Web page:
• Retirement accounts: A retirement account can include a 401(k), an IRA and/or other accounts. They are only considered liquid when the owner has reach retirement age.

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Non-Liquid Assets Explained

It’s also good to know what types of assets aren’t considered liquid. Non-liquid assets, otherwise known as illiquid assets, are assets that would take significant conversion time or will depreciate in value when converting them to cash.. Illiquid assets include:

  • Real estate
  • Valuable items, such as jewelry
  • Automobiles

Keep in mind that liquidity isn’t necessarily a fixed, black-and-white designation but more of a scale. Cash is considered to be highly liquid because it’s already in its most liquid form and doesn’t need to be converted. Money you have in stocks, on the other hand, is slightly less liquid because there are more steps involved in converting it to cash.

Is A House A Liquid Asset?

As we already mentioned, real estate isn’t considered liquid, so any investment properties you own aren’t classified as liquid assets. Selling a property can take a long time, and you might not necessarily get its market value back when you sell it – especially if you’re trying to do so quickly.

Why Is Asset Liquidity Important?

Liquidity is important in cases of financial emergency. When you encounter hardship, you won’t necessarily have time to go through the process of putting your house on the market or selling your collection of rare artwork. You’ll need quick access to funds so you can pay for your essentials and stay on top of your bills.

In a dire financial situation, it doesn’t matter what your net worth is or how wealthy you are on paper. What matters is whether or not you have immediate, accessible funds.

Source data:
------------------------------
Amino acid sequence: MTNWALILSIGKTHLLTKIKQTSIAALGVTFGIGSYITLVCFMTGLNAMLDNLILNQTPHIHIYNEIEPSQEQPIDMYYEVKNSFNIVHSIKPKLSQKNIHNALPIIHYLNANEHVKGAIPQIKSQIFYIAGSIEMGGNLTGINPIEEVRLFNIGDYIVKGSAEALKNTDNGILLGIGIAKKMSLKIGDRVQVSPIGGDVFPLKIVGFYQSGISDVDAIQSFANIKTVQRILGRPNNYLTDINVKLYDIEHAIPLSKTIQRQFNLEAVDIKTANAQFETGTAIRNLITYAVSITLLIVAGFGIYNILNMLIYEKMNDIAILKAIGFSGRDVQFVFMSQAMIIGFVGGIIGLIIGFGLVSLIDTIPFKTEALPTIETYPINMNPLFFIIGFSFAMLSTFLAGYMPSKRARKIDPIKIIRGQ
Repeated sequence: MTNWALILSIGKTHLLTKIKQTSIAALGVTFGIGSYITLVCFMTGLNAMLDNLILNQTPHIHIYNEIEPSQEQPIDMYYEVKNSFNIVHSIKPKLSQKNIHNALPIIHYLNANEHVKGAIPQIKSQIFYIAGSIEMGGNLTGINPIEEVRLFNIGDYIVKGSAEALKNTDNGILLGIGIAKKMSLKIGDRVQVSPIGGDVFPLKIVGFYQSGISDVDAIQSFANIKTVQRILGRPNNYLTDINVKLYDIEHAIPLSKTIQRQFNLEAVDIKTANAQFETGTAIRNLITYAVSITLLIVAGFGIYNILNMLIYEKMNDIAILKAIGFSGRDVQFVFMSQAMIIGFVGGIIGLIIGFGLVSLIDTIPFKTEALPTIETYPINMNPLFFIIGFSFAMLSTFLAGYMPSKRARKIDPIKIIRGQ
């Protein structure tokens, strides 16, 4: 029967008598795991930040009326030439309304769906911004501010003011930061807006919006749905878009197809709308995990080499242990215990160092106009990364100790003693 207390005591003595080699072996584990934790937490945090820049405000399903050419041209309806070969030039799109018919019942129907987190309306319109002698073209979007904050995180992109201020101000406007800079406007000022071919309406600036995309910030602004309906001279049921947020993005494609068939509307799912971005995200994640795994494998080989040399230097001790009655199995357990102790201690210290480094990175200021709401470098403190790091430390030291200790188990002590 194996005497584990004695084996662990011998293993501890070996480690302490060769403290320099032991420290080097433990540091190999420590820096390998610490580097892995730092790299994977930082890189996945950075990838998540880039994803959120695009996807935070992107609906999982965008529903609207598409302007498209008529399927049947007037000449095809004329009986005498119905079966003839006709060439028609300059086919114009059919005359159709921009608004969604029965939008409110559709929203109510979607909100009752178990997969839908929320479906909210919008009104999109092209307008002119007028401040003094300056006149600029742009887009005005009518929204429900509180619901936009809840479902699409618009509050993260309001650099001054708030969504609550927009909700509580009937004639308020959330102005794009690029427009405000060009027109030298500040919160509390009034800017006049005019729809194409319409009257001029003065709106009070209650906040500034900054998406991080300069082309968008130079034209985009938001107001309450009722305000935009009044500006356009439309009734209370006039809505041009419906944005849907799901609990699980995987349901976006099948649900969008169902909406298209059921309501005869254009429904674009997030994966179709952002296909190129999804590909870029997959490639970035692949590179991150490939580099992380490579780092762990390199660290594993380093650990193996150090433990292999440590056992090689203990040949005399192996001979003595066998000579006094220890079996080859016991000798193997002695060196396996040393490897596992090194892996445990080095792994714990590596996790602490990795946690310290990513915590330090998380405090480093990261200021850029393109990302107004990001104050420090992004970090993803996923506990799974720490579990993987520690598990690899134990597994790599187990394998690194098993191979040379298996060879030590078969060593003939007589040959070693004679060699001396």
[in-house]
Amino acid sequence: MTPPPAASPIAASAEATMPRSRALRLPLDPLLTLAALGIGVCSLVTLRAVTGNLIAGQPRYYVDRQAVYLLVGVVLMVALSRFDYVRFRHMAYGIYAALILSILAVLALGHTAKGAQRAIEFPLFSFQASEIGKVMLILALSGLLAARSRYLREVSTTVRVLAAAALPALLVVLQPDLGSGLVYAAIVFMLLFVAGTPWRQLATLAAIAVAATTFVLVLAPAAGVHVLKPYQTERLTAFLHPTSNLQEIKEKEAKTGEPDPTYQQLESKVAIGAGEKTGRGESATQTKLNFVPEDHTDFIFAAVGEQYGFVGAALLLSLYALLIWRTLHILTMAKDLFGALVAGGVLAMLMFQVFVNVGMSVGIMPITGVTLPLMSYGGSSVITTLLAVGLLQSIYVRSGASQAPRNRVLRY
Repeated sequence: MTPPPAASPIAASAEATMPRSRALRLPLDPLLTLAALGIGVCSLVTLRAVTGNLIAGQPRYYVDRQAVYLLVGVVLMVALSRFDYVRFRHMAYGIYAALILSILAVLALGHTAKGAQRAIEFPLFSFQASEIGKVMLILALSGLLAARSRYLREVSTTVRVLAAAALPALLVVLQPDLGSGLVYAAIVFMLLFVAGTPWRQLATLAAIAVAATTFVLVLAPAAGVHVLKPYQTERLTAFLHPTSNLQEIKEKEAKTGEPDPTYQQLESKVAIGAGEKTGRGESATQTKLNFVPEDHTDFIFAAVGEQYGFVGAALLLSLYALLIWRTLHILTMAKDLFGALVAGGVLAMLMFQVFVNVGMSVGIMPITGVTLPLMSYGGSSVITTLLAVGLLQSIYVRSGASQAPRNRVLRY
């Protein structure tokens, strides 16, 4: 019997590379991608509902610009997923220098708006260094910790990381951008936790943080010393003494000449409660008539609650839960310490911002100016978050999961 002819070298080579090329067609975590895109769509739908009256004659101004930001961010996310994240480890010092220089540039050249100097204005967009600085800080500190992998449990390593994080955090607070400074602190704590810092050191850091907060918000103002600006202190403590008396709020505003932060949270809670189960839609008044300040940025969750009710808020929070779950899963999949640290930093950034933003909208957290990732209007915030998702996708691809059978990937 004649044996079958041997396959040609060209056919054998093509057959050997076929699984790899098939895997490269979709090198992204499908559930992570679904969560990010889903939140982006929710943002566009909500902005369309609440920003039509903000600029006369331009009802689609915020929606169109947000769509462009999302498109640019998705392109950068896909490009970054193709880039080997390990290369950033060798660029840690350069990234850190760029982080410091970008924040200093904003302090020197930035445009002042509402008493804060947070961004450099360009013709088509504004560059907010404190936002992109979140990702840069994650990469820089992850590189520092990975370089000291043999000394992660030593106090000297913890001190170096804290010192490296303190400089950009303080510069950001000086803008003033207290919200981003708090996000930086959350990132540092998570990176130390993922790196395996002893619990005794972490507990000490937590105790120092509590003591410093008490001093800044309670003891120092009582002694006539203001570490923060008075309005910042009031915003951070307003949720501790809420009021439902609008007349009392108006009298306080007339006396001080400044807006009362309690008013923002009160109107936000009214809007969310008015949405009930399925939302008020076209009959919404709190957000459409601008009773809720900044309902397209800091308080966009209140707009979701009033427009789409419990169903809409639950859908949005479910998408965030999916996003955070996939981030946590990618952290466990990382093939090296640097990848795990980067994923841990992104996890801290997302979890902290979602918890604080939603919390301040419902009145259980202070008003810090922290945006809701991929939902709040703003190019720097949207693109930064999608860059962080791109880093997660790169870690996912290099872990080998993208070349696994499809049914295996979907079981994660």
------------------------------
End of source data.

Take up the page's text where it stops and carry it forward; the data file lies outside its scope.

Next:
When you’re applying for a mortgage, your lender will likely consider this exact situation. They’ll verify the assets you own and how liquid they are, and determine if you have enough easily accessible money in reserve to cover your mortgage payments if you were to encounter a temporary financial hardship.

The Bottom Line

Ultimately, having a sufficient source of liquid assets is an important part of having a healthy financial profile. We generally can’t anticipate hardships, such as losing a job or developing a debilitating illness. Having cash ready to go in the event of a financial crisis will make getting through it a little more manageable and give you some peace of mind.

Building your liquid assets not only contributes to your overall financial wellness, but it can pave the way toward potential homeownership. Lenders may evaluate your assets on your mortgage application and like to know that borrowers have cash reserves available.

Now that your liquid assets are in order, are you ready to take a step toward homeownership? Connect with a Home Loan Expert at Rocket Mortgage® today.

Victoria Araj

Victoria Araj is a Section Editor for Rocket Mortgage and held roles in mortgage banking, public relations and more in her 15+ years with the company. She holds a bachelor’s degree in journalism with an emphasis in political science from Michigan State University, and a master’s degree in public administration from the University of Michigan.